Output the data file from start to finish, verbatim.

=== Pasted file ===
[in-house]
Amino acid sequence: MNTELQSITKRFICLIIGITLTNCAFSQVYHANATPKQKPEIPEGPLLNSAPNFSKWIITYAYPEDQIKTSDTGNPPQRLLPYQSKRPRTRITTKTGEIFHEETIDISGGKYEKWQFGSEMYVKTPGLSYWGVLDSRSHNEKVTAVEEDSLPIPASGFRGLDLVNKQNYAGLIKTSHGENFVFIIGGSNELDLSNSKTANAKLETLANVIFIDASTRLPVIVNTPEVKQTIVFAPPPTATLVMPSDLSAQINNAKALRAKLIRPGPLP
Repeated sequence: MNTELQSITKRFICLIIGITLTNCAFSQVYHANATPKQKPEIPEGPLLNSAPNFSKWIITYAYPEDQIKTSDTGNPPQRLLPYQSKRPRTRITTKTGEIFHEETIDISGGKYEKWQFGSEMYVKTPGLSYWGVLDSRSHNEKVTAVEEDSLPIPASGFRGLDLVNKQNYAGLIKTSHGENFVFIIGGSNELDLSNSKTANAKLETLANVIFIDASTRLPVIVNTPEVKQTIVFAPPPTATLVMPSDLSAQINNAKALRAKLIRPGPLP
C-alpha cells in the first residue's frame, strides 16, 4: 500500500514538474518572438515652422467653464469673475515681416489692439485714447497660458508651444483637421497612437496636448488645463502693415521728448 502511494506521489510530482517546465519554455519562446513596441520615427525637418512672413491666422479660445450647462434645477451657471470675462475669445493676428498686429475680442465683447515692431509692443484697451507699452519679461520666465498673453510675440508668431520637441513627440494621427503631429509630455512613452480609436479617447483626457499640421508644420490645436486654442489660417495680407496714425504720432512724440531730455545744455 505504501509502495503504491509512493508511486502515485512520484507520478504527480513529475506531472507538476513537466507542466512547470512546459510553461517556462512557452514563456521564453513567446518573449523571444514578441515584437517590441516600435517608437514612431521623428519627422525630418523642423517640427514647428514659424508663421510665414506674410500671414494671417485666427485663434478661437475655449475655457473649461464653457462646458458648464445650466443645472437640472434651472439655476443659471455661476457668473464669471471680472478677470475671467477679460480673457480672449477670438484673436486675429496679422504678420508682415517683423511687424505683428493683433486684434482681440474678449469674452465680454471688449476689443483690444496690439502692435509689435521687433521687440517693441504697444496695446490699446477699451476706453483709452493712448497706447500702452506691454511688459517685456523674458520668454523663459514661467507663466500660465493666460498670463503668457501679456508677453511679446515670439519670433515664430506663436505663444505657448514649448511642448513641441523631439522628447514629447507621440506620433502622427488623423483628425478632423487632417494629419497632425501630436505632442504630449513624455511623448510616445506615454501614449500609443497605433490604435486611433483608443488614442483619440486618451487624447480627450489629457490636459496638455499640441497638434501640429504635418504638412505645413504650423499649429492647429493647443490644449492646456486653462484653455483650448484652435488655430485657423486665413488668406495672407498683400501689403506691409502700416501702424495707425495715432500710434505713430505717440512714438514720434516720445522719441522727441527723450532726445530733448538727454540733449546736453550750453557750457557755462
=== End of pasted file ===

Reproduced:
[in-house]
Amino acid sequence: MNTELQSITKRFICLIIGITLTNCAFSQVYHANATPKQKPEIPEGPLLNSAPNFSKWIITYAYPEDQIKTSDTGNPPQRLLPYQSKRPRTRITTKTGEIFHEETIDISGGKYEKWQFGSEMYVKTPGLSYWGVLDSRSHNEKVTAVEEDSLPIPASGFRGLDLVNKQNYAGLIKTSHGENFVFIIGGSNELDLSNSKTANAKLETLANVIFIDASTRLPVIVNTPEVKQTIVFAPPPTATLVMPSDLSAQINNAKALRAKLIRPGPLP
Repeated sequence: MNTELQSITKRFICLIIGITLTNCAFSQVYHANATPKQKPEIPEGPLLNSAPNFSKWIITYAYPEDQIKTSDTGNPPQRLLPYQSKRPRTRITTKTGEIFHEETIDISGGKYEKWQFGSEMYVKTPGLSYWGVLDSRSHNEKVTAVEEDSLPIPASGFRGLDLVNKQNYAGLIKTSHGENFVFIIGGSNELDLSNSKTANAKLETLANVIFIDASTRLPVIVNTPEVKQTIVFAPPPTATLVMPSDLSAQINNAKALRAKLIRPGPLP
C-alpha cells in the first residue's frame, strides 16, 4: 500500500514538474518572438515652422467653464469673475515681416489692439485714447497660458508651444483637421497612437496636448488645463502693415521728448 502511494506521489510530482517546465519554455519562446513596441520615427525637418512672413491666422479660445450647462434645477451657471470675462475669445493676428498686429475680442465683447515692431509692443484697451507699452519679461520666465498673453510675440508668431520637441513627440494621427503631429509630455512613452480609436479617447483626457499640421508644420490645436486654442489660417495680407496714425504720432512724440531730455545744455 505504501509502495503504491509512493508511486502515485512520484507520478504527480513529475506531472507538476513537466507542466512547470512546459510553461517556462512557452514563456521564453513567446518573449523571444514578441515584437517590441516600435517608437514612431521623428519627422525630418523642423517640427514647428514659424508663421510665414506674410500671414494671417485666427485663434478661437475655449475655457473649461464653457462646458458648464445650466443645472437640472434651472439655476443659471455661476457668473464669471471680472478677470475671467477679460480673457480672449477670438484673436486675429496679422504678420508682415517683423511687424505683428493683433486684434482681440474678449469674452465680454471688449476689443483690444496690439502692435509689435521687433521687440517693441504697444496695446490699446477699451476706453483709452493712448497706447500702452506691454511688459517685456523674458520668454523663459514661467507663466500660465493666460498670463503668457501679456508677453511679446515670439519670433515664430506663436505663444505657448514649448511642448513641441523631439522628447514629447507621440506620433502622427488623423483628425478632423487632417494629419497632425501630436505632442504630449513624455511623448510616445506615454501614449500609443497605433490604435486611433483608443488614442483619440486618451487624447480627450489629457490636459496638455499640441497638434501640429504635418504638412505645413504650423499649429492647429493647443490644449492646456486653462484653455483650448484652435488655430485657423486665413488668406495672407498683400501689403506691409502700416501702424495707425495715432500710434505713430505717440512714438514720434516720445522719441522727441527723450532726445530733448538727454540733449546736453550750453557750457557755462